10 Tips on How to Be a Better Boss So Your Employees Will Love You

how to be a better boss

With over 28 million small businesses and several thousand firms with 500 employees or more in the United States, there are many boss and employee dynamics at play.

Chances are that if you’re a boss, you’ve been an employee at one time or another, and you may remember some of the frustrations or things your old boss did well.

No matter your relationship with your previous boss, as one now, you likely want to have a good relationship with your employees. After all, a good relationship helps your business grow and keep everyone productive.

But just how do you ensure you’re the best boss you can be? Read on for our top 10 tips on how to be a better boss.

1. Remember What It Was Like to Have a Boss

Unless you’re incredibly lucky and have never had to work for anyone else, most of us have had a boss at one time or another in our lives. Try to remember the bosses you’ve had in your lifetime and the ups and downs of working for him or her. This can help you remain more relatable to your employees, and not make the same mistakes that person may have.

If you’re a boss of a group but have a boss yourself, you can do this exercise fairly easily and immediately.

2. Value Differences in the Work Place

No two people work in the same manner. Although you may appreciate the work style of some of your employees over others, try to leverage the way all employees work so you can create a team and not a machine.

3. Don’t Engage In Workplace Drama

With people working closely together, there will always be workplace conflicts and drama. As a boss, you need to mitigate it and not contribute to it. Do not participate in it, and do not pit one employee against another.

Instead, if there is workplace “drama,” quash it as soon as possible by speaking to your employees one-on-one.

4. Remember Your Employees Have a Life Outside of the Office

While your work might be a place for some people to stay for many years for their career, or it may be a place employees come to in order to reach a goal, remember that they do have lives outside of your office environment.

Most of your employees have family and financial commitments they need to see to while working for you. Respect this.

While employees should give 100% when they are in the office, you can recognize when personal situations mean they cannot do so or when they need accommodations.

5. Incentivize Progress and Goals

Some workplaces punish employees if they don’t meet certain goals. Others reward them for going above and beyond. Instead of negative consequences, go for positive ones.

Set up an incentive plan either with a network that uses them or create one yourself. Give employees bonuses, gifts or small things they would really like to have if they hit certain targets.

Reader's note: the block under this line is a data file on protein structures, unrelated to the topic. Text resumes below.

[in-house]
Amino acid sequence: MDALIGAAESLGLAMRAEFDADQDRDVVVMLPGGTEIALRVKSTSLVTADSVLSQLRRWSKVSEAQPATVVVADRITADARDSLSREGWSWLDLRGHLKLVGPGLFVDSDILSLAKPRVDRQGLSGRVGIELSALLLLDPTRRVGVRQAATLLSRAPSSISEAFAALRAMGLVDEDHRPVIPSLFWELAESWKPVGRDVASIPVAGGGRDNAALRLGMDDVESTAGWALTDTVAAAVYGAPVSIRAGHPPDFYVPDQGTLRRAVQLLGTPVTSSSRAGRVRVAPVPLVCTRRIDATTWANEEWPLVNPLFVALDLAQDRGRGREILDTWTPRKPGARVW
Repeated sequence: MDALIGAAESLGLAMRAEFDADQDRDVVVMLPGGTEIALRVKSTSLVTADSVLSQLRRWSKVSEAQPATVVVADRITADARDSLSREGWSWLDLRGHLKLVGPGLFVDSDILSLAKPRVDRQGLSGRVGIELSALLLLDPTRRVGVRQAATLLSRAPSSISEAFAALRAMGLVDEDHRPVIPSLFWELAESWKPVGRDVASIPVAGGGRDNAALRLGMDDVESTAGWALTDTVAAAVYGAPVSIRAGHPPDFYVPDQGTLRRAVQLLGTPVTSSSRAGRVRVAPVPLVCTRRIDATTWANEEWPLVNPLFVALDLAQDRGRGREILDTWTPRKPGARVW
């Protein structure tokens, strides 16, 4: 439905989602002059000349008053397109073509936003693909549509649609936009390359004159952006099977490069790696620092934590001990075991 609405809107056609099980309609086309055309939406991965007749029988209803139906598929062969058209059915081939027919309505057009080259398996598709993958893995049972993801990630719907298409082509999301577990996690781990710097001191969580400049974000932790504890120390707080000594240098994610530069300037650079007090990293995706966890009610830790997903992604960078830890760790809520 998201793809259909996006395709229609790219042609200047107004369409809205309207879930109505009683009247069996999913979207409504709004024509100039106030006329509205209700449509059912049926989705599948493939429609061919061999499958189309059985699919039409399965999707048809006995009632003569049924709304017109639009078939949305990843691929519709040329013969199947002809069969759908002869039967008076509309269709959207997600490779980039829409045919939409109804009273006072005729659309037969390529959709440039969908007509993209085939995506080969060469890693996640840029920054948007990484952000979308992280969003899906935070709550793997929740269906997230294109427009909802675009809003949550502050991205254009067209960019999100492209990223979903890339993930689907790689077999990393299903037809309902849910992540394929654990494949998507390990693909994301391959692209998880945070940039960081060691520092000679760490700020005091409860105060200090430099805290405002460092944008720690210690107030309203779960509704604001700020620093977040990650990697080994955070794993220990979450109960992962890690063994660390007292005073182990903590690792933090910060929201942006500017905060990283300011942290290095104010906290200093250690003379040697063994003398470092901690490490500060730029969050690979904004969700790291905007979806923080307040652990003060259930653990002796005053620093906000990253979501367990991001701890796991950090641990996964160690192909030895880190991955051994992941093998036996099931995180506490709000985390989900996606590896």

This can keep you on target, as well as ensure that the company is moving forward in the best way possible. If people have positive rewards, they are more likely to perform at a higher level.

6. Keep Items to Scale, As In Do Not Overly Distort Anything

Distorting things, or making mountains out of molehills, can make your workplace hostile. Don’t give an unlimited praise to an employee for doing something small, even if you really like that person outside of work hours. Likewise, don’t use small mistakes as a way to punish an employee for weeks or months on end.

Keep items to scale, and your employees will not overreact or underreact to things happening in the office.

7. Keep It Personal, But Not Too Personal

Many people make good friends with people in their office. If you’re the boss, there may not be anyone else on your “level.” As such, you might find it lonely, and as though you can’t let loose with social outings.

As a boss, it is perfectly fine to be friendly with your employees out of hours. However, you need to be careful not to let these relationships cross over into office politics. Don’t suddenly start rewarding an underperforming employee because you like them personally, or penalizing an employee who is performing well that you personally dislike.

Instead, take your personal feelings out of the equation when rating performance and office productivity.

8. How to Be a Better Boss: Use an App

There are several apps and workplace tracking software programs that exist that can help you be better at your job. Rhumbix, for example, allows those in the construction industry to keep track of their site and keep things consistent and accurate.

Invest in an app or program that allows you to keep things going and tracks things in a fair and objective manner.

9. Reward Employees for Good Work

As mentioned above, if you want to incentivize work programs, you should ensure that employees are rewarded positively. This can also apply to mundane good work.

Don’t just punish employees for bad work, instead reward them if you catch them doing something well. Heard them handle a situation well or think they did a good job speaking to a client? Let them know.

10. Don’t Misplace Your Emotions Onto Your Employees

Most of us have had a boss who gets angry or frustrated and the rest of the office is cautious of him or her for the rest of the day or week. Don’t be that boss that takes out their frustrations on employees. Instead, try and compartmentalize your frustrations and anger, especially if they have nothing to do with the job or the work that your employees are performing.

Putting It Together

There is no sure fire way to answer the question of how to be a better boss, but there are always areas in which you can improve. Taking stock in yourself and honestly assessing your work as a boss can help keep things in your office positive.

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